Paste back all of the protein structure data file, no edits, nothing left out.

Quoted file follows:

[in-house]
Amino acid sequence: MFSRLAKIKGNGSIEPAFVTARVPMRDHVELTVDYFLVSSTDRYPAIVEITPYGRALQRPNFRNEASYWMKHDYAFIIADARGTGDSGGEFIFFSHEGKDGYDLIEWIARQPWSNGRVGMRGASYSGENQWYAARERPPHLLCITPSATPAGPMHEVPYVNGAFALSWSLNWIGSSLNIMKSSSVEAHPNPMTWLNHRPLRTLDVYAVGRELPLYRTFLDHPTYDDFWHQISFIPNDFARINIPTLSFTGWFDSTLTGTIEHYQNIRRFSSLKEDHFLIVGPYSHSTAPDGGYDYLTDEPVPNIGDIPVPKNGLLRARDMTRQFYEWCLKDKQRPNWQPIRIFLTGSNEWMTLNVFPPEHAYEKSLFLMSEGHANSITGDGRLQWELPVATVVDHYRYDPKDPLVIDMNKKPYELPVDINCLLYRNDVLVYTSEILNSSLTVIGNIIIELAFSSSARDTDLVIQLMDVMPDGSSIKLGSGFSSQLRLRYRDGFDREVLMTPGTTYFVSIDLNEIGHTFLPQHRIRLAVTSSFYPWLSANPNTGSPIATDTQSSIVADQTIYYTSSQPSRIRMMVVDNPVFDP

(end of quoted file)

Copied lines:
[in-house]
Amino acid sequence: MFSRLAKIKGNGSIEPAFVTARVPMRDHVELTVDYFLVSSTDRYPAIVEITPYGRALQRPNFRNEASYWMKHDYAFIIADARGTGDSGGEFIFFSHEGKDGYDLIEWIARQPWSNGRVGMRGASYSGENQWYAARERPPHLLCITPSATPAGPMHEVPYVNGAFALSWSLNWIGSSLNIMKSSSVEAHPNPMTWLNHRPLRTLDVYAVGRELPLYRTFLDHPTYDDFWHQISFIPNDFARINIPTLSFTGWFDSTLTGTIEHYQNIRRFSSLKEDHFLIVGPYSHSTAPDGGYDYLTDEPVPNIGDIPVPKNGLLRARDMTRQFYEWCLKDKQRPNWQPIRIFLTGSNEWMTLNVFPPEHAYEKSLFLMSEGHANSITGDGRLQWELPVATVVDHYRYDPKDPLVIDMNKKPYELPVDINCLLYRNDVLVYTSEILNSSLTVIGNIIIELAFSSSARDTDLVIQLMDVMPDGSSIKLGSGFSSQLRLRYRDGFDREVLMTPGTTYFVSIDLNEIGHTFLPQHRIRLAVTSSFYPWLSANPNTGSPIATDTQSSIVADQTIYYTSSQPSRIRMMVVDNPVFDP